I learn a lot whenever I read Dan John. And Pavel. But I think the Quadrants is Dan’s baby. And it is a great framework!
A quick reminder: the quadrants are about number of skills, and skill levels needed to perform in a given activity at the highest level:
- Q1 – Many skills, low proficiency – Kid’s sports
- Q2 – Many skills, high proficiency – most team sports
- Q3 – Few skills, low/medium proficiency – weekend warriors, recreational athletes*
- Q4 – Few skills, high proficiency – skill sports (eg lifting)
UPDATE: (*) the master himself has commented on my earlier post and has pointed out that I misunderstood Q3. It is corrected there, but for my arguments here it does not matter I believe
The Quadrants are very useful if I want to look at the question how to optimally train a given athlete to achieve a well defined sporting goal (eg, better at lifting, running, playing soccer). For Weekend Warriors (competitive athletes at a sub-elite level) one might have to introduce some Quadrants (Sixtants?) Q2minus and Q4minus though that would be like Q2 and Q4, just with lower skill levels. Q2m and Q4m training would be somewhat similar to Q2 and Q4 training – on the one hand the level of performance is not as high, on the other hand, neither is probably the genetic potential and the support infrastructure (including training time) so ultimately the considerations in Q2m/Q4m might be very similar to Q2/Q4 – the means of course would be very different! I don’t really care though – my personal concern is not training soccer dad’s to win the local cup, but I am into general health and fitness.
So rather than looking at the Weekend Warrior as defined above I want to look at the Recreational Athlete whose goal it is to improve general health and fitness – a bit like the original CrossFit, but without the Games, and without the my-Fran-is-shorter-than-yours considerations. There the model of the Quadrants is a bit coarse, and it is better to take a step back, ie to look at skills, and proficiency-per-skill, with proficiency levels ranging say from none over low/medium/high to elite.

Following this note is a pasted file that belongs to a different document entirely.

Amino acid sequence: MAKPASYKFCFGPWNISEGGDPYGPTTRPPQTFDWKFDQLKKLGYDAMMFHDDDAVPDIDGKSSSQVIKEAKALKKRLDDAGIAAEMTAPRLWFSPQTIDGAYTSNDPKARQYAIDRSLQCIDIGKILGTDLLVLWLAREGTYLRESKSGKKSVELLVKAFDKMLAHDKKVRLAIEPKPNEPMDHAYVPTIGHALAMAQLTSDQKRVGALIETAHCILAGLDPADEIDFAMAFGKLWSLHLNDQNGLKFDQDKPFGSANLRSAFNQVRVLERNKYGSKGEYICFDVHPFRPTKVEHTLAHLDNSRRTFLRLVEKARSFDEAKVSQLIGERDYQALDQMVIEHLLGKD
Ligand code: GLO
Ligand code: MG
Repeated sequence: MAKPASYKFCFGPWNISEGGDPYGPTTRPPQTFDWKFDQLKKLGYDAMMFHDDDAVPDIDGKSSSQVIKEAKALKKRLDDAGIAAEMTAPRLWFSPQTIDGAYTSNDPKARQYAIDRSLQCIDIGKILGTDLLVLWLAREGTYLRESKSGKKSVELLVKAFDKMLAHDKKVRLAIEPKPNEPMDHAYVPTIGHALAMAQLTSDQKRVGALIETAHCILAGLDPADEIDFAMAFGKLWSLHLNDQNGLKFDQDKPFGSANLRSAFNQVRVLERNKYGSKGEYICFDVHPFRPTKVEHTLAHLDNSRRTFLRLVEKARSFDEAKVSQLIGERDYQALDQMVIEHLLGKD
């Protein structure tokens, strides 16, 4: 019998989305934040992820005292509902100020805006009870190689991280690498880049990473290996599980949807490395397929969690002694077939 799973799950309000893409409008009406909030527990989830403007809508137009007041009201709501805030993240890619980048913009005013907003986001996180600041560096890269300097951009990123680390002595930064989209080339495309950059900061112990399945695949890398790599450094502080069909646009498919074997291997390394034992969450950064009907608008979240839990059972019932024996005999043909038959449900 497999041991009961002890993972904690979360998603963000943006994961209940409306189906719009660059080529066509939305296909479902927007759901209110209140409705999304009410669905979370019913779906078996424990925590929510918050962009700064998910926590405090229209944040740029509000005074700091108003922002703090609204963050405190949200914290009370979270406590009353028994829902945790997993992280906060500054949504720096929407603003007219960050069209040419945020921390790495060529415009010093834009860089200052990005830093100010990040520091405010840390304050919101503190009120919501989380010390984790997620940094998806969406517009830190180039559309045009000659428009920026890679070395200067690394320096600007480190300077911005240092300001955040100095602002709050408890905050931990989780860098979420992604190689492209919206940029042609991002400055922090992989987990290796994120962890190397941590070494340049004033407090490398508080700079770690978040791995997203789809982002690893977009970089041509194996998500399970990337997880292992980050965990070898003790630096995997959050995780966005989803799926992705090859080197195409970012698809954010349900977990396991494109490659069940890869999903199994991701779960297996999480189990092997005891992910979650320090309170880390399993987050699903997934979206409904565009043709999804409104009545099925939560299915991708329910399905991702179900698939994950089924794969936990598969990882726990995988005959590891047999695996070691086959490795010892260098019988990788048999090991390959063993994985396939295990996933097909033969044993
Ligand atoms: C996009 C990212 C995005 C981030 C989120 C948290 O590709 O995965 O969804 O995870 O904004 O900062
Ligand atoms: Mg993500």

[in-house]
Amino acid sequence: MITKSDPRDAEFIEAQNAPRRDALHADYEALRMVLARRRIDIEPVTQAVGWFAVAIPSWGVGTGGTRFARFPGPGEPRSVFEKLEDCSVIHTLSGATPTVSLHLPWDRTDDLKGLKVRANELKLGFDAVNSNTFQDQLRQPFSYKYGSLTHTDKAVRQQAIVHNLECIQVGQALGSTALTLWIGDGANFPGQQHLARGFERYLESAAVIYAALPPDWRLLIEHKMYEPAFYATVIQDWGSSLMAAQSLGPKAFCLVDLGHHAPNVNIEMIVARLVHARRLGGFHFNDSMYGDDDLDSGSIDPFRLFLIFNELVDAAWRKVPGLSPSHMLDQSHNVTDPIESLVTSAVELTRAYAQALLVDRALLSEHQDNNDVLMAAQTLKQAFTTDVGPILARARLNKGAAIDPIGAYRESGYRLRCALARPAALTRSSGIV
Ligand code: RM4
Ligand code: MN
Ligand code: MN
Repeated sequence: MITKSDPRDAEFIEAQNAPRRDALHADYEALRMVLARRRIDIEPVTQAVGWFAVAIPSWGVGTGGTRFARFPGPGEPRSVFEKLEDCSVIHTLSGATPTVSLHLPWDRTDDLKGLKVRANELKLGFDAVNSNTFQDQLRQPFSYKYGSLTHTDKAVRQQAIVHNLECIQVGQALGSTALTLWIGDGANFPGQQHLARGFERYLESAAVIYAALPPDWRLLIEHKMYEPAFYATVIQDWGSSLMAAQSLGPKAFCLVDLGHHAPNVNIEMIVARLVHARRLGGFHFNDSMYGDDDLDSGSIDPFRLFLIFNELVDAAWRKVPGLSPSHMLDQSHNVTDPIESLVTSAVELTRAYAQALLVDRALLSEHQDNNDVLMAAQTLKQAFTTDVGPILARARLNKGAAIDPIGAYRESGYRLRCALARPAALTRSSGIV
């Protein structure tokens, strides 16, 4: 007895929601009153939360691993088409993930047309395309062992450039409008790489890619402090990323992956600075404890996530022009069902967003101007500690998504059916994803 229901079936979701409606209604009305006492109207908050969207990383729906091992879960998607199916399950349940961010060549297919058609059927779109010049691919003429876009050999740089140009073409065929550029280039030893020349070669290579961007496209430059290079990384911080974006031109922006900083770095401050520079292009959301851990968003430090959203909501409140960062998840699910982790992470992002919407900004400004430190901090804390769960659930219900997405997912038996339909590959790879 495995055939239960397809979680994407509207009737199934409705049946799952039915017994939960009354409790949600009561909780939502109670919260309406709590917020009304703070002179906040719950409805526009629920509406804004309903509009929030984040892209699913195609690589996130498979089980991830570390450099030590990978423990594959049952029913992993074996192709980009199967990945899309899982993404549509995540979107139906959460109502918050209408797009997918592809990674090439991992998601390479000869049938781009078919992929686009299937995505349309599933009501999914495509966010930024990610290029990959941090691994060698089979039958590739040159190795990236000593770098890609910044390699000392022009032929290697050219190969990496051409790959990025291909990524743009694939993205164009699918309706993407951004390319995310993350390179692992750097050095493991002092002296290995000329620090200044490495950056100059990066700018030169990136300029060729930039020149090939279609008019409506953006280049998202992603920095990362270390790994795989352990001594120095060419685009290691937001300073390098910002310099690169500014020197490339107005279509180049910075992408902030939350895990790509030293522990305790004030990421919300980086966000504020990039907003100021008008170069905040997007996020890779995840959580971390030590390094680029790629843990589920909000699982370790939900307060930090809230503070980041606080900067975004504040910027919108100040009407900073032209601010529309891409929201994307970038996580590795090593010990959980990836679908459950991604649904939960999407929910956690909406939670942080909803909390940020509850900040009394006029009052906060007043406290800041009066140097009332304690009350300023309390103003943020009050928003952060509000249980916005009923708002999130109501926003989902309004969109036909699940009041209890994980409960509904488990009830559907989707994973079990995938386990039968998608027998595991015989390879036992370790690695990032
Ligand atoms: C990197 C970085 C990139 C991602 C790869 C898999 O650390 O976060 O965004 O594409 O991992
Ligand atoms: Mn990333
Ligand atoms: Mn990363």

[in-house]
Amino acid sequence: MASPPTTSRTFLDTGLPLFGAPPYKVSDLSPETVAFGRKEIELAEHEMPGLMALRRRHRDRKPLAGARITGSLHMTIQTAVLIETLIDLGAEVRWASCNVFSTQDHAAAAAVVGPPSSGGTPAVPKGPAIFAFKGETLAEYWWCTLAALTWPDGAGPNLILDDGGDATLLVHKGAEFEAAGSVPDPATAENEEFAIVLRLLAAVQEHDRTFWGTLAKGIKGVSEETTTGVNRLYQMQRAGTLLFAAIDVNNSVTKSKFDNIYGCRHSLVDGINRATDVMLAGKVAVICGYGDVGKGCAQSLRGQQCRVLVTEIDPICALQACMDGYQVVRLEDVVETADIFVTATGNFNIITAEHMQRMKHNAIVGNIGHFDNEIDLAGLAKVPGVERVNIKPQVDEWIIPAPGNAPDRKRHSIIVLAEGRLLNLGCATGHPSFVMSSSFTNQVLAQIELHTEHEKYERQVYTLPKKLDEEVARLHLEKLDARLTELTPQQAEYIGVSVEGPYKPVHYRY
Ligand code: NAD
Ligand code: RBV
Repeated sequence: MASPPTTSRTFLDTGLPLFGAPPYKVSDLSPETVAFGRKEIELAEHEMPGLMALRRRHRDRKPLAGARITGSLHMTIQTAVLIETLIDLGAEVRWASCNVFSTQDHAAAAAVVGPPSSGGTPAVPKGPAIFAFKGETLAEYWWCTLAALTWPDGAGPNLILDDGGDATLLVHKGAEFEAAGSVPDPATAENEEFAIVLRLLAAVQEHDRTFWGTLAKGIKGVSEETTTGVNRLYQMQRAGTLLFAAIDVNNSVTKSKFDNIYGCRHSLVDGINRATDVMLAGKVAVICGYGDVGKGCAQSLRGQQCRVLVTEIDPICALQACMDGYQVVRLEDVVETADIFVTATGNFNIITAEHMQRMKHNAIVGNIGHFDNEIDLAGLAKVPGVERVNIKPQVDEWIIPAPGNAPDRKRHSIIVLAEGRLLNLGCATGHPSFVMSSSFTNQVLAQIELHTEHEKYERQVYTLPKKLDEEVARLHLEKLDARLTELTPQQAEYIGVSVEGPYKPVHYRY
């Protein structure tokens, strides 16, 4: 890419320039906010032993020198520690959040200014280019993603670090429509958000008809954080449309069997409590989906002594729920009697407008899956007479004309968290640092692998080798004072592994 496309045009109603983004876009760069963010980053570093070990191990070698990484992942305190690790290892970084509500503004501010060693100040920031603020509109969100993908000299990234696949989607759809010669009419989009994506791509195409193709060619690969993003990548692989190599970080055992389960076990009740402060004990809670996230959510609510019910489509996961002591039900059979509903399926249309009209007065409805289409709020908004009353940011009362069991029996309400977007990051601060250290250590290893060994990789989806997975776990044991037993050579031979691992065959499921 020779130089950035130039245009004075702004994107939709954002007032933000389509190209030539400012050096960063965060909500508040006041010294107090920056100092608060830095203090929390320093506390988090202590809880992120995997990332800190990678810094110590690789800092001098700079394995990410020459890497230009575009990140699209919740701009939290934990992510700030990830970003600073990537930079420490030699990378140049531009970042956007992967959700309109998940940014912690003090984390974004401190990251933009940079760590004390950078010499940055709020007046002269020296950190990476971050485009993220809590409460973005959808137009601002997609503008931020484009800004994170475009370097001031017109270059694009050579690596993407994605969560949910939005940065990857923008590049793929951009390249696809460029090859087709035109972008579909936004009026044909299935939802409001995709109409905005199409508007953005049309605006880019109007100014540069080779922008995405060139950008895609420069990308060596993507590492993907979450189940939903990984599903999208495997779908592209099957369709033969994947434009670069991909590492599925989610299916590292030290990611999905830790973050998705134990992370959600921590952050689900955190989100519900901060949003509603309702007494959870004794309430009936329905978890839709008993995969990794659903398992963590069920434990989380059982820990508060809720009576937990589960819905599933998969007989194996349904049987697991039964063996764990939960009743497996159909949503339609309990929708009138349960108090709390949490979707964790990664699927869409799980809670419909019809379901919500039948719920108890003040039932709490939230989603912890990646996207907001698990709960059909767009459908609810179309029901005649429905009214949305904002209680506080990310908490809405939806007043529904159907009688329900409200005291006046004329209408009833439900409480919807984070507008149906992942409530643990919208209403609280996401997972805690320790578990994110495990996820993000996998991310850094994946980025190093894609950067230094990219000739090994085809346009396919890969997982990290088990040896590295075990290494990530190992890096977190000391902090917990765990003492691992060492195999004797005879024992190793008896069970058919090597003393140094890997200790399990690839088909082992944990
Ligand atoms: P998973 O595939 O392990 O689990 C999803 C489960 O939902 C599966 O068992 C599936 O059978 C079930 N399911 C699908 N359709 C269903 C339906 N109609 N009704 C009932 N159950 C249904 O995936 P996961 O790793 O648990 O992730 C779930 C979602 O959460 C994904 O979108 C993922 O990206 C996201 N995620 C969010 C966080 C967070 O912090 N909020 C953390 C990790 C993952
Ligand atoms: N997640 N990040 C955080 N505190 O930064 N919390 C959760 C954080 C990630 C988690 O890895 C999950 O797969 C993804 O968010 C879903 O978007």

As an Recreational Athlete, my goals are likely to have the highest aggregate skill level across all skills (…whatever this means in detail…) subject to the following constraints
- Net health impact must be positive
- Net fun impact must be positive
- Resource consumption (time, money, will-power, energy) must be reasonable (or at least, affordable)
Chances are, that within this framework, this is more or less the same as the following
- Address all “no skills” areas: the minimum level for each skill should be low
- Avoid imbalances; eg don’t start working on getting a skills to high before there is a good base of medium skills
Now this is certainly a nice framework, but as a consultant I am well aware that frameworks are a dime a dozen – what matters is whether they can be applied to achieve tangible results. I have to work on this one, but I am positive – it sounds like a good way of thinking about it. And some of the obvious conclusions from such a framework seem pretty reasonable:
- Don’t try to push your squat to double bodyweight (which I’d classify as medium) if you can’t run 100m / 400m / 3k / 5k at least in a reasonable (“low skill”) time
- Don’t run a marathon. Full stop. Run 10k instead.
- Play different games. Try to be good enough in all of them rather than dominant in one of them.
- If you are a meathead, do some Yoga. And if you are a Yogi, move some iron
…to be continued…